EXCLUSIVE: Africa must brace for takeover by machines

May 26, 2017 • Business Intelligence, Cloud Computing, Companies, Enterprise Solution, Exclusive, Innovation, Software, Sponsored News, Technology

SAP chief commercial officer, Franck Cohen. Picture by Savious Kwinika, CAJ News

from SAVIOUS KWINIKA, recently in Orlando, Florida, USA
ORLANDO – AFRICAN governments, besieged by spiraling protests over inept service delivery, have been urged to embrace technology to improve governance systems and ensure the burgeoning youth population has the requisite skills to compete in an increasingly digital world.

Analysts meeting at a key summit in the United States of America, said in the wake of service delivery protests and job losses, socio economic strife lingered if government and stakeholders insisted on outmoded operational systems at a time the world was embracing technology.

“Otherwise, the worst will hit the entire continent,” said technology expert, Franck Cohen.

In an exclusive interview on the sidelines of Systems Applications Products (SAP) Sapphire Now + Americas’ SAP Users’ Group (ASUG) annual conference in Orlando, Florida, Cohen, who is SAP chief commercial officer, said the continent should move with speed to adapt to such modern technologies as artificial intelligence (AI).

He recommended curricula at tertiary education in tertiary institutions should incept artificial intelligence lest the graduates who successfully completed their academic training found themselves lying idle without jobs as robots takeover.

“It is true to say, low skill type of jobs are at risk the moment AI is continue to grow. The reality is that the main manual tasks that are down today in data enterprise can potentially be replaced by automation and machinery capabilities,” said Cohen.

He added: “…..and I am talking about the years to come, not even talking about the long future, so, it is true that many functions will probably disappear,” said Cohen.

The expert’s sentiments follow research and analysis indicating that by 2025 the world would have a fully automated accounting system dubbed “manual intervention”, which would render such jobs as accounting irrelevant.

“Precisely accountants will be jobless by then,” Cohen said.

“The same applies to call centres. The digital assistance and digital robots will replace call centre operators.”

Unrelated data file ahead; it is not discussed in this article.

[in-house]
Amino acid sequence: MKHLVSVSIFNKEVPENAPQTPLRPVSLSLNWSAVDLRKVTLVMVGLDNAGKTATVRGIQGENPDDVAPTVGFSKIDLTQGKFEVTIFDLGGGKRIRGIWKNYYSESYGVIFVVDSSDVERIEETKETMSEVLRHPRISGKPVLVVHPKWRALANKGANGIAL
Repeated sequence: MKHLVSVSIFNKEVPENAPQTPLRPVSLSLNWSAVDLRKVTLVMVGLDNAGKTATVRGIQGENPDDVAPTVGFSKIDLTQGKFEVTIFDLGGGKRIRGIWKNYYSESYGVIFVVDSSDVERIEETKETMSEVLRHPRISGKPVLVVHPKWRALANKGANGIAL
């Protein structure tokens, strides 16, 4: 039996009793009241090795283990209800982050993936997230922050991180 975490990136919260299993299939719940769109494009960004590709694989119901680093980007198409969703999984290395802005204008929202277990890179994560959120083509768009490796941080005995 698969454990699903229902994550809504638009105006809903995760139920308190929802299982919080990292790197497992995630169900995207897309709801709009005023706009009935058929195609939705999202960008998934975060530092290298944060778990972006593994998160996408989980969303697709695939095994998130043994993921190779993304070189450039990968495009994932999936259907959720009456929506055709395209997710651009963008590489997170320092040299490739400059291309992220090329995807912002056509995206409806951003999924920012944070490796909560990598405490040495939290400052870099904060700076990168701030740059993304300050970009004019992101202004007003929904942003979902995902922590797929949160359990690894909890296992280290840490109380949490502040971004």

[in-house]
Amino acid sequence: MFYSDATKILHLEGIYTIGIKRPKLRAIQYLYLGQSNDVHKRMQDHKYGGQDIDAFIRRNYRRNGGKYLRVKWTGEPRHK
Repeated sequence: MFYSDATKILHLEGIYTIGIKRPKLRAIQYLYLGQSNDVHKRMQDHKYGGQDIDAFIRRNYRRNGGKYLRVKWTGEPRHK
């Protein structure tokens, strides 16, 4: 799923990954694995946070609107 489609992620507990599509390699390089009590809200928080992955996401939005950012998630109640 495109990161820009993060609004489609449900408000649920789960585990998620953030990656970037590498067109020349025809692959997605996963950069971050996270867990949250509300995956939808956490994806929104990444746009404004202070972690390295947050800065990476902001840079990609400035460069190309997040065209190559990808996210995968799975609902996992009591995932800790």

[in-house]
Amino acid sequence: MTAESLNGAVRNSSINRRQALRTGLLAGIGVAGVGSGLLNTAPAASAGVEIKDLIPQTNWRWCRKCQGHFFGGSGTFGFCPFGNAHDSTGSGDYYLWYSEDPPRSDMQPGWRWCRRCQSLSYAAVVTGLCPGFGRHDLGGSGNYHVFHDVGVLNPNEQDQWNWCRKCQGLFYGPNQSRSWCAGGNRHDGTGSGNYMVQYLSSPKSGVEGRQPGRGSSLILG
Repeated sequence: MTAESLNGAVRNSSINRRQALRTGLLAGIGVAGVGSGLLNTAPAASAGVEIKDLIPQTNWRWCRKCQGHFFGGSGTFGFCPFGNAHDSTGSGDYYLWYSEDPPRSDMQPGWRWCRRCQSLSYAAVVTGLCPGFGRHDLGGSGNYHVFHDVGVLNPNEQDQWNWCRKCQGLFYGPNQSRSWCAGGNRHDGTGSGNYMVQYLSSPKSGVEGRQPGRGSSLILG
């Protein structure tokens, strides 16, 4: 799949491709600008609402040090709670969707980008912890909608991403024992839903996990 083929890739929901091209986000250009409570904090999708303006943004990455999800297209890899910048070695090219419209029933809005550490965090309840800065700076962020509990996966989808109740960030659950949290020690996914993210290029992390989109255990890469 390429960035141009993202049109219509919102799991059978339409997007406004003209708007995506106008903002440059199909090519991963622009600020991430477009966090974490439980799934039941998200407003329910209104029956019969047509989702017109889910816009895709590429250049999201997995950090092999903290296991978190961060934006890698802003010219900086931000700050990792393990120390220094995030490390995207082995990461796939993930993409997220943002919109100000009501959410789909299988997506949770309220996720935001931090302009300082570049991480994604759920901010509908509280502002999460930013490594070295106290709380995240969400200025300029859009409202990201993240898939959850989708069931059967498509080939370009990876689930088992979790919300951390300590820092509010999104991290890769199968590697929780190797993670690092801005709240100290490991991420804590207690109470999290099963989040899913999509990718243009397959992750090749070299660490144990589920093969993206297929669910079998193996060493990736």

“So,” added Cohen, “On one hand it is true, on the other hand the machinery is also bringing in a lot of opportunities for people for new jobs to be created.”

He said on a different note new opportunities and new possibilities would be created specifically for technology analysts, data scientists and new crop of people to build algorithms, hence the recommendation that government and stakeholders focused their attention to equipping youth with technology skills.

“It is also an opportunity for Africa and some for universities to adopt those technologies (artificial intelligence) and build the skill that the world will need very soon when those technologies are deployed across the globe,” said Cohen.

Cohen said AI would also eliminate key board for computers.

“This means those computer operators not upgrading their skills would be irrelevant at a short distance to come.”

“Very soon, people will talk to computers. Users will not have to type anything on their keyboard but the system will recognise their voice and recognise their order,” Cohen projected.

He said countries that adopt modern innovations as AI would realize a 2 percent growth in gross domestic product (GDP) hence African tertiary institutions must priorotise on AI.

Cohen said companies and individuals have to adapt new ways of thinking otherwise resisting the machinery would render such businesses not competitive or get to do their duties while those resisting such changes would be simply get overtaken by innovation.

The expert said African governments and businesses could only overlook AI technologies at their own peril.

“AI is being neglected in Africa yet it requires new generation of scientists and students to develop these technologies. Africa should not miss this,” said Cohen.

The artificial intelligence are the theory and development of computer systems able to perform tasks normally requiring human intelligence, such as visual perception, speech recognition, decision-making, and translation between languages.

– CAJ News

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